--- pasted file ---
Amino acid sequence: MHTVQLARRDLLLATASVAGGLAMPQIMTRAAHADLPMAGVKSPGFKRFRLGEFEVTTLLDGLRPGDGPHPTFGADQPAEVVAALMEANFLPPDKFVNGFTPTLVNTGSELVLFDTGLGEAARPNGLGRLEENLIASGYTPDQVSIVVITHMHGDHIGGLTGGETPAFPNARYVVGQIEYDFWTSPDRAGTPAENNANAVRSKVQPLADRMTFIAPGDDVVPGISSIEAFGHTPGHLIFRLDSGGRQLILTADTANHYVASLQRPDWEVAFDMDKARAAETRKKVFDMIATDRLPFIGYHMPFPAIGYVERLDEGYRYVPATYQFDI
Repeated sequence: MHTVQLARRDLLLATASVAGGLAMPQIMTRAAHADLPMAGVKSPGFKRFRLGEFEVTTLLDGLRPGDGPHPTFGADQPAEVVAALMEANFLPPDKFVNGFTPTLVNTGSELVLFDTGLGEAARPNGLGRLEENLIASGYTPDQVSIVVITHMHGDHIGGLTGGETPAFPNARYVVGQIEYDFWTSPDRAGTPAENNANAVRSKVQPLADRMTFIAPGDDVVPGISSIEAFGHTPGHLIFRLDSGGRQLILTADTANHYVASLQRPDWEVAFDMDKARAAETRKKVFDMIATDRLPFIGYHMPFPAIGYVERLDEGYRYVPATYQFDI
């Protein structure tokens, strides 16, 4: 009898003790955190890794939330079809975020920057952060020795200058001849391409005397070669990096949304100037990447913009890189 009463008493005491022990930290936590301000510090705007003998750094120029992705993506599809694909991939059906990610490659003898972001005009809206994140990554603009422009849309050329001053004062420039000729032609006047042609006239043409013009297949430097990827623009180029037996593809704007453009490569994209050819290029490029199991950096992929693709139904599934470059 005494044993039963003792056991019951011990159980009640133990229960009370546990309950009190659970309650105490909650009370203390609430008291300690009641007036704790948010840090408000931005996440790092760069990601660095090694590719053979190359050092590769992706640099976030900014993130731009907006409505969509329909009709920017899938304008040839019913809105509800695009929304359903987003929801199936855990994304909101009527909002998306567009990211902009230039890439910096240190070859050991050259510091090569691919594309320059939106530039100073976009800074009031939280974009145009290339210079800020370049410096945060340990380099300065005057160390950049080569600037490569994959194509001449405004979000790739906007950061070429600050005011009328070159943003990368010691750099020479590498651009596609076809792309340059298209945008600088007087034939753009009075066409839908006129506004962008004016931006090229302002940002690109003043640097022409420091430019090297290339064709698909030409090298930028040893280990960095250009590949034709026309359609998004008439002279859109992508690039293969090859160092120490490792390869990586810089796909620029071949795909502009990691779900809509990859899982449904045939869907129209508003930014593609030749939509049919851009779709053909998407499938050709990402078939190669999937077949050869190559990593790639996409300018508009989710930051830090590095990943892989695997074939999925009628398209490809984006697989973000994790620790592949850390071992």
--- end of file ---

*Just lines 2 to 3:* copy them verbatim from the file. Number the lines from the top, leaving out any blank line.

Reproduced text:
Repeated sequence: MHTVQLARRDLLLATASVAGGLAMPQIMTRAAHADLPMAGVKSPGFKRFRLGEFEVTTLLDGLRPGDGPHPTFGADQPAEVVAALMEANFLPPDKFVNGFTPTLVNTGSELVLFDTGLGEAARPNGLGRLEENLIASGYTPDQVSIVVITHMHGDHIGGLTGGETPAFPNARYVVGQIEYDFWTSPDRAGTPAENNANAVRSKVQPLADRMTFIAPGDDVVPGISSIEAFGHTPGHLIFRLDSGGRQLILTADTANHYVASLQRPDWEVAFDMDKARAAETRKKVFDMIATDRLPFIGYHMPFPAIGYVERLDEGYRYVPATYQFDI
């Protein structure tokens, strides 16, 4: 009898003790955190890794939330079809975020920057952060020795200058001849391409005397070669990096949304100037990447913009890189 009463008493005491022990930290936590301000510090705007003998750094120029992705993506599809694909991939059906990610490659003898972001005009809206994140990554603009422009849309050329001053004062420039000729032609006047042609006239043409013009297949430097990827623009180029037996593809704007453009490569994209050819290029490029199991950096992929693709139904599934470059 005494044993039963003792056991019951011990159980009640133990229960009370546990309950009190659970309650105490909650009370203390609430008291300690009641007036704790948010840090408000931005996440790092760069990601660095090694590719053979190359050092590769992706640099976030900014993130731009907006409505969509329909009709920017899938304008040839019913809105509800695009929304359903987003929801199936855990994304909101009527909002998306567009990211902009230039890439910096240190070859050991050259510091090569691919594309320059939106530039100073976009800074009031939280974009145009290339210079800020370049410096945060340990380099300065005057160390950049080569600037490569994959194509001449405004979000790739906007950061070429600050005011009328070159943003990368010691750099020479590498651009596609076809792309340059298209945008600088007087034939753009009075066409839908006129506004962008004016931006090229302002940002690109003043640097022409420091430019090297290339064709698909030409090298930028040893280990960095250009590949034709026309359609998004008439002279859109992508690039293969090859160092120490490792390869990586810089796909620029071949795909502009990691779900809509990859899982449904045939869907129209508003930014593609030749939509049919851009779709053909998407499938050709990402078939190669999937077949050869190559990593790639996409300018508009989710930051830090590095990943892989695997074939999925009628398209490809984006697989973000994790620790592949850390071992």